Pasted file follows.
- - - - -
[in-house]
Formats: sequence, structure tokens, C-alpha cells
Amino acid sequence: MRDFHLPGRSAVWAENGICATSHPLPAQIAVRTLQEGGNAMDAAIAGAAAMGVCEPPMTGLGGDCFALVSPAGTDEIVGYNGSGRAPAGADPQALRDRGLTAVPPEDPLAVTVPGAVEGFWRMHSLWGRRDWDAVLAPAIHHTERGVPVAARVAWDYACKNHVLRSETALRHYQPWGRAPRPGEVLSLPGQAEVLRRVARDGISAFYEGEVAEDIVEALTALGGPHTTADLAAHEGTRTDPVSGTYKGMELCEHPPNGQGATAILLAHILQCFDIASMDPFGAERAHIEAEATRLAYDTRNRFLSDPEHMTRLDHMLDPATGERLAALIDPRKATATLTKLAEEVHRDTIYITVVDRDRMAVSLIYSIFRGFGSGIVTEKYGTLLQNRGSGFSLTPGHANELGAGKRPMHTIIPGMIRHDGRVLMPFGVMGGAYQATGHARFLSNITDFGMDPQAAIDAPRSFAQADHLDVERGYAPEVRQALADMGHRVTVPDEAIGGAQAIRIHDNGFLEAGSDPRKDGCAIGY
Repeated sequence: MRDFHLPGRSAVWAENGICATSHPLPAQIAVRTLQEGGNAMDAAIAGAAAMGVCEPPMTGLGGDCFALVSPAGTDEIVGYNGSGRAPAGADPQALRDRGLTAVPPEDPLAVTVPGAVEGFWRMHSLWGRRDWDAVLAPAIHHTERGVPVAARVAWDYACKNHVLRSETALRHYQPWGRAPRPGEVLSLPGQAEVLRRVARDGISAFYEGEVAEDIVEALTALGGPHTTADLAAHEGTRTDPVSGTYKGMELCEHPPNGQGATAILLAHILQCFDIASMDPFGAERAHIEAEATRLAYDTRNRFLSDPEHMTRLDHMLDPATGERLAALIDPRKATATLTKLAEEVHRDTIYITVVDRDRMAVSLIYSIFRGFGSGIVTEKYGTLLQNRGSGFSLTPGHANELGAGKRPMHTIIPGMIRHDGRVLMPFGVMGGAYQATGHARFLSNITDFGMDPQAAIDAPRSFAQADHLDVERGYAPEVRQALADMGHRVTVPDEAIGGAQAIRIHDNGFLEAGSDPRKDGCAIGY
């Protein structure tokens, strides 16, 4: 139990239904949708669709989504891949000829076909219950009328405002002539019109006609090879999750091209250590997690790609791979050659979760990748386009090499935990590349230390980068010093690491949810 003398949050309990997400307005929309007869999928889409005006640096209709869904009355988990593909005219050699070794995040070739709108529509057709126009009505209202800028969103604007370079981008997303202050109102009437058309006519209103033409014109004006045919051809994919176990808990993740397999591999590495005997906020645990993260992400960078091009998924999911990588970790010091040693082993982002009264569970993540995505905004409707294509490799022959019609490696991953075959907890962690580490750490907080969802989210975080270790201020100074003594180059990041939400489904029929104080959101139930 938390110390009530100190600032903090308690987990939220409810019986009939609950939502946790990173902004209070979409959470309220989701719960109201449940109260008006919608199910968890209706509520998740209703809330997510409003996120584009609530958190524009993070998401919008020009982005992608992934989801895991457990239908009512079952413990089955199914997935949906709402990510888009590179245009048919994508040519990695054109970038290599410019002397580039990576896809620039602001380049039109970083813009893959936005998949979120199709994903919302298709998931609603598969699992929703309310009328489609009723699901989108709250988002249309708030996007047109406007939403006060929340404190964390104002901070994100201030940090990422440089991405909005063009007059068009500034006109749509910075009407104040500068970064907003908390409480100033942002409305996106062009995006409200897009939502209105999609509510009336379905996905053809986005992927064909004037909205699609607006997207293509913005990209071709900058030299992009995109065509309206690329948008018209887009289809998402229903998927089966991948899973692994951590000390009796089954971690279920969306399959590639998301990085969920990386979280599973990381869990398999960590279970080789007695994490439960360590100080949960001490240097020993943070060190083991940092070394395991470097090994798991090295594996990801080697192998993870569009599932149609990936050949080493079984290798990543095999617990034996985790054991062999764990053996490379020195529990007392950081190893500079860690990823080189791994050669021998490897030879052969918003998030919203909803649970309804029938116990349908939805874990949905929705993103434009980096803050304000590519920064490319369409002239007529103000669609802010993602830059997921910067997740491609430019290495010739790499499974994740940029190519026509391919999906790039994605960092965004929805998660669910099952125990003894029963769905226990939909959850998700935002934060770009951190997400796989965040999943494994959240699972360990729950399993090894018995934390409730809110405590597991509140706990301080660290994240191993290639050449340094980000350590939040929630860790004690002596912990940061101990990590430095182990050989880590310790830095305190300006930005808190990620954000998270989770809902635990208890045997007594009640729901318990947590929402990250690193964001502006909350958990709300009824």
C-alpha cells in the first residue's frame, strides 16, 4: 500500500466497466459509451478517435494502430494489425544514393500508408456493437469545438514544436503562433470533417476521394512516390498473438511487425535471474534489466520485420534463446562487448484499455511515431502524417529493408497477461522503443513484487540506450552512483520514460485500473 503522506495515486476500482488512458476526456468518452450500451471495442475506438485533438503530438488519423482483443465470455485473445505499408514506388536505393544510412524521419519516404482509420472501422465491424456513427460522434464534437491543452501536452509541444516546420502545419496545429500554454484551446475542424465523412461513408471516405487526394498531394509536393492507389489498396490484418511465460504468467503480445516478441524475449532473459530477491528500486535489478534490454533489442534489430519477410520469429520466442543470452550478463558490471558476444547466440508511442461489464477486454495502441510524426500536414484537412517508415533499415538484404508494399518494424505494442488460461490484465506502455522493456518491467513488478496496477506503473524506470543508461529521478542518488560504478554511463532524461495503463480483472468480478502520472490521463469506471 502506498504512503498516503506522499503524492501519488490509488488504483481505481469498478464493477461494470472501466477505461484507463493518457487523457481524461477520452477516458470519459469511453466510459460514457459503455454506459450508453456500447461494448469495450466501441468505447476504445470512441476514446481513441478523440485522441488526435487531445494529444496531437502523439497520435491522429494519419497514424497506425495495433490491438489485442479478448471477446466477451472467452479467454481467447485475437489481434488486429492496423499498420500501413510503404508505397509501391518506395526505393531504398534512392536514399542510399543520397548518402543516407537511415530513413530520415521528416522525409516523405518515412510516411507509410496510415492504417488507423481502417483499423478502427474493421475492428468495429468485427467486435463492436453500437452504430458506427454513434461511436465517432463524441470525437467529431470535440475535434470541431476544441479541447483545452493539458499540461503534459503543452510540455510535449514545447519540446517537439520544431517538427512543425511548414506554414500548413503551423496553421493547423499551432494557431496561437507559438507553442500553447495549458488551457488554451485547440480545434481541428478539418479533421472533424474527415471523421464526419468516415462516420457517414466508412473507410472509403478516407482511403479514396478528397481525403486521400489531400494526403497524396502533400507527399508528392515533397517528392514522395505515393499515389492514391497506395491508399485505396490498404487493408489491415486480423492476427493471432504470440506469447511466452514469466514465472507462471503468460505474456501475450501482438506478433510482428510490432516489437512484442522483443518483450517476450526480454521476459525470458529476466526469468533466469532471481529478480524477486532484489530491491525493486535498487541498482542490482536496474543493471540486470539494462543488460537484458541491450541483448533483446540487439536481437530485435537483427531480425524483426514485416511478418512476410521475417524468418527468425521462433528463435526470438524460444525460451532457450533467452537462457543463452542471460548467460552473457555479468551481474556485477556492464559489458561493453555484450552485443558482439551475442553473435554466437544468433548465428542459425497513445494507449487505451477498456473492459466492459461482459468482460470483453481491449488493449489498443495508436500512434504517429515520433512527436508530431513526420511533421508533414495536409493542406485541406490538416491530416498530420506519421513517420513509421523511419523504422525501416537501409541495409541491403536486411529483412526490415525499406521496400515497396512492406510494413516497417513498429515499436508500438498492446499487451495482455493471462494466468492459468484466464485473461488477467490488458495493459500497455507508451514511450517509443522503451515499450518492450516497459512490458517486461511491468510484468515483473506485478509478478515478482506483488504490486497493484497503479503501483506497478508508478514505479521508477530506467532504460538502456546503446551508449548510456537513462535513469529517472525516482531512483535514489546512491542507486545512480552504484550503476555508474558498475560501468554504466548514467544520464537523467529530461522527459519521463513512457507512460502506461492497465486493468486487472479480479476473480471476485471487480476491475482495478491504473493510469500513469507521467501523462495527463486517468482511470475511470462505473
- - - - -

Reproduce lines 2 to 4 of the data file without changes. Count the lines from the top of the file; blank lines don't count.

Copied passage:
Formats: sequence, structure tokens, C-alpha cells
Amino acid sequence: MRDFHLPGRSAVWAENGICATSHPLPAQIAVRTLQEGGNAMDAAIAGAAAMGVCEPPMTGLGGDCFALVSPAGTDEIVGYNGSGRAPAGADPQALRDRGLTAVPPEDPLAVTVPGAVEGFWRMHSLWGRRDWDAVLAPAIHHTERGVPVAARVAWDYACKNHVLRSETALRHYQPWGRAPRPGEVLSLPGQAEVLRRVARDGISAFYEGEVAEDIVEALTALGGPHTTADLAAHEGTRTDPVSGTYKGMELCEHPPNGQGATAILLAHILQCFDIASMDPFGAERAHIEAEATRLAYDTRNRFLSDPEHMTRLDHMLDPATGERLAALIDPRKATATLTKLAEEVHRDTIYITVVDRDRMAVSLIYSIFRGFGSGIVTEKYGTLLQNRGSGFSLTPGHANELGAGKRPMHTIIPGMIRHDGRVLMPFGVMGGAYQATGHARFLSNITDFGMDPQAAIDAPRSFAQADHLDVERGYAPEVRQALADMGHRVTVPDEAIGGAQAIRIHDNGFLEAGSDPRKDGCAIGY
Repeated sequence: MRDFHLPGRSAVWAENGICATSHPLPAQIAVRTLQEGGNAMDAAIAGAAAMGVCEPPMTGLGGDCFALVSPAGTDEIVGYNGSGRAPAGADPQALRDRGLTAVPPEDPLAVTVPGAVEGFWRMHSLWGRRDWDAVLAPAIHHTERGVPVAARVAWDYACKNHVLRSETALRHYQPWGRAPRPGEVLSLPGQAEVLRRVARDGISAFYEGEVAEDIVEALTALGGPHTTADLAAHEGTRTDPVSGTYKGMELCEHPPNGQGATAILLAHILQCFDIASMDPFGAERAHIEAEATRLAYDTRNRFLSDPEHMTRLDHMLDPATGERLAALIDPRKATATLTKLAEEVHRDTIYITVVDRDRMAVSLIYSIFRGFGSGIVTEKYGTLLQNRGSGFSLTPGHANELGAGKRPMHTIIPGMIRHDGRVLMPFGVMGGAYQATGHARFLSNITDFGMDPQAAIDAPRSFAQADHLDVERGYAPEVRQALADMGHRVTVPDEAIGGAQAIRIHDNGFLEAGSDPRKDGCAIGY